Bishop invites public to program designed to reinvigorate RCIA process
RCIA, or Rite of Christian Initiation of Adults, is one of the most fundamental of Catholic initiatives, a process designed to introduce, educate, and guide people into the Catholic faith; yet, as the U.S. Catholic Bishops recently discovered, many parishes in the United States have failed to address the RCIA process.
Bishop Ronald M. Gilmore has introduced a workshop called, “Why RCIA?” which will be presented in English from 10:30 a.m.-3:30 p.m. on Saturday, Sept. 18 at St. Joseph Church in Scott City, and in Spanish from 2:30 – 7:30 p.m. on Sunday, Sept. 19 at St. Anthony Parish in Liberal.
The public is encouraged to attend this program. “I am grateful for those many people in our diocese who give their time, talent, and yes, treasure so that through RCIA we may make new disciples and renew the old, faithful ones,” Bishop Gilmore said. “It is out of this gratitude that I offer ‘Why RCIA?’. I pray that it will be an enriching experience for the RCIA veterans and an inviting experience for those new or unfamiliar with the RCIA.”
Both the English and Spanish programs will be presented by Father Tim Piasecki, former member of the board of directors for North American Forum on the Catechumenate, and pastor of St. Mary Parish in Aurora, Ill. Father Piasecki served in Montero, Peru for several years and is an instructor in liturgy for ministry formation and a presenter on topics of liturgy and Christian Initiation.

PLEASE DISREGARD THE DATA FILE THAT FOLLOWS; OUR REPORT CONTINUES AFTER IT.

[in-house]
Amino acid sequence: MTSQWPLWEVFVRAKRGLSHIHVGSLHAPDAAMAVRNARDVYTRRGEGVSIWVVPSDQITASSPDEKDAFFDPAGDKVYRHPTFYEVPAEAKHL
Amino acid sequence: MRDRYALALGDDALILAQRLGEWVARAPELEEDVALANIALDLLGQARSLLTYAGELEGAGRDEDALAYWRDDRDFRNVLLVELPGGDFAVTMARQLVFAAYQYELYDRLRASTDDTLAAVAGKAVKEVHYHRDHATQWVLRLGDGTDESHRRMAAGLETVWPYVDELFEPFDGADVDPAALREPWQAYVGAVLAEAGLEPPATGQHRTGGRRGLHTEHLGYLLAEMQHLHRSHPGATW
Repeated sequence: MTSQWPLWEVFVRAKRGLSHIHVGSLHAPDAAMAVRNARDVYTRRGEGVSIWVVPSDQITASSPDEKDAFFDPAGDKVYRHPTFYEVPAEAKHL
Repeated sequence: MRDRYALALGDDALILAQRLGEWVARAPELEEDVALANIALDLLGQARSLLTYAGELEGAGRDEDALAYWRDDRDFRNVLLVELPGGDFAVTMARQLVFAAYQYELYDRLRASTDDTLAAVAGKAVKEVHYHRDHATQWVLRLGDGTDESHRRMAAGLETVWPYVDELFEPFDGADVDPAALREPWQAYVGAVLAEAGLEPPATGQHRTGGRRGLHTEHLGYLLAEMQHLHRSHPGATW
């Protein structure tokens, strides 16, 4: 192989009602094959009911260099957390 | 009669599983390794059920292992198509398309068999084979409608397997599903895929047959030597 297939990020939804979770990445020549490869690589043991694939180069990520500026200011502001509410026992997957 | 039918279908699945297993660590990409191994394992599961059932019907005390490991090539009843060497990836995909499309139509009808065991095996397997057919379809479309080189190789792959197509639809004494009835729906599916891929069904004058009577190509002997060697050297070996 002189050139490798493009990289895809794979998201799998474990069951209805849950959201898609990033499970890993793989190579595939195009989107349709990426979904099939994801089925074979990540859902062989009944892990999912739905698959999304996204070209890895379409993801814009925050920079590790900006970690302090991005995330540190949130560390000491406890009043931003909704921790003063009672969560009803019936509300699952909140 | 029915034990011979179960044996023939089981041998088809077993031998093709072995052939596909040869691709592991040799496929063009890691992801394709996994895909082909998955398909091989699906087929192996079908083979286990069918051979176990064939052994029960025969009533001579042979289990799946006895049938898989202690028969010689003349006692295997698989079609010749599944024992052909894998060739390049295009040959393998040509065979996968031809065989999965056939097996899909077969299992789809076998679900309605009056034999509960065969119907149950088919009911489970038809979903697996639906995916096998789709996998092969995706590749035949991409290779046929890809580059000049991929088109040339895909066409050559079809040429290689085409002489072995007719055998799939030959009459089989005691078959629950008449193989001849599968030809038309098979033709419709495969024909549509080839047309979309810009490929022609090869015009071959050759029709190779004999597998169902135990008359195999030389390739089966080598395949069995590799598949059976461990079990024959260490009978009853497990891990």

“From the very first days, Jesus has sent his Church to make disciples of all nations and to baptize them in the name of the Father and of the Son and of the Holy Spirit,” Father Piaskecki told the Register. “Although we have succeeded in baptizing the nations, we have not always been as successful in making disciples.”
Father Piaskecki said that “it is one thing to be a card-carrying member of the Church and quite another to be a disciple, one who learns from Christ and who brings his teachings into the family, the workplace, the voting booth.”
RCIA, he said, is a “marriage of liturgy and catechesis. With liturgical rites and teachings, people are called to follow Jesus in the Catholic Church, prepare themselves for their life as disciples. The goal is to equip candidates with what they need in order to take their place in the world as authentic disciples of the Lord Jesus.
“Our workshops will address the Church’s vision for this Rite as well as some how-to tips for implementation,” Father Piasecki said. “Work in these Initiation ministries is so very exciting. To be a part of the joy and journey as someone finds the happiness of knowing God’s unconditional love and forgiveness never fails to renew one’s own faith and commitment to Christ and his Church.”
Participants in RCIA who are seeking baptism are known as catechumens, while participants in RCIA seeking full communion are known as candidates. Catechumens undergo a process of conversion as they study the Gospel, profess faith in Jesus and the Catholic Church, and receive the sacraments of Baptism, Confirmation and Eucharist.
“Why do our bishops want the RCIA to be a priority in our parishes when there is so much else going on in parish life?” asked Bishop Gilmore. “How does it renew a parish? And what’s it got to do with each of us?”
“Why RCIA?” will address these questions about RCIA and give a step-by-step explanation of the Rites.
“When we commit ourselves, our energy and our resources to the RCIA, we commit our parishes to continuing the mission of Jesus in the Church and in the world,” the bishop said.